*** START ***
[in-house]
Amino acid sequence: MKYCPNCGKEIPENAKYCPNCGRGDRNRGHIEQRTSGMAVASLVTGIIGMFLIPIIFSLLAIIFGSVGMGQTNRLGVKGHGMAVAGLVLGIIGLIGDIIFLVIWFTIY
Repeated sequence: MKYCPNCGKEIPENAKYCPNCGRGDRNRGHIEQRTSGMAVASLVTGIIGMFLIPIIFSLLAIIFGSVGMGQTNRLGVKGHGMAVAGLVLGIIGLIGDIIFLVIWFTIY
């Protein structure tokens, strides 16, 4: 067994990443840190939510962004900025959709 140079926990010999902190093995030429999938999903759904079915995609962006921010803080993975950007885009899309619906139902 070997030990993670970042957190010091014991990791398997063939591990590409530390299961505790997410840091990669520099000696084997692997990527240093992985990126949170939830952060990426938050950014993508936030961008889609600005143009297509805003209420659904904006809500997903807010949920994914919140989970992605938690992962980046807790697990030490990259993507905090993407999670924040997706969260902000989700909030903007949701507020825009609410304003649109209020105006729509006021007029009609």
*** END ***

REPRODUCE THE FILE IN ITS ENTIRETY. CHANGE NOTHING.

[in-house]
Amino acid sequence: MKYCPNCGKEIPENAKYCPNCGRGDRNRGHIEQRTSGMAVASLVTGIIGMFLIPIIFSLLAIIFGSVGMGQTNRLGVKGHGMAVAGLVLGIIGLIGDIIFLVIWFTIY
Repeated sequence: MKYCPNCGKEIPENAKYCPNCGRGDRNRGHIEQRTSGMAVASLVTGIIGMFLIPIIFSLLAIIFGSVGMGQTNRLGVKGHGMAVAGLVLGIIGLIGDIIFLVIWFTIY
């Protein structure tokens, strides 16, 4: 067994990443840190939510962004900025959709 140079926990010999902190093995030429999938999903759904079915995609962006921010803080993975950007885009899309619906139902 070997030990993670970042957190010091014991990791398997063939591990590409530390299961505790997410840091990669520099000696084997692997990527240093992985990126949170939830952060990426938050950014993508936030961008889609600005143009297509805003209420659904904006809500997903807010949920994914919140989970992605938690992962980046807790697990030490990259993507905090993407999670924040997706969260902000989700909030903007949701507020825009609410304003649109209020105006729509006021007029009609």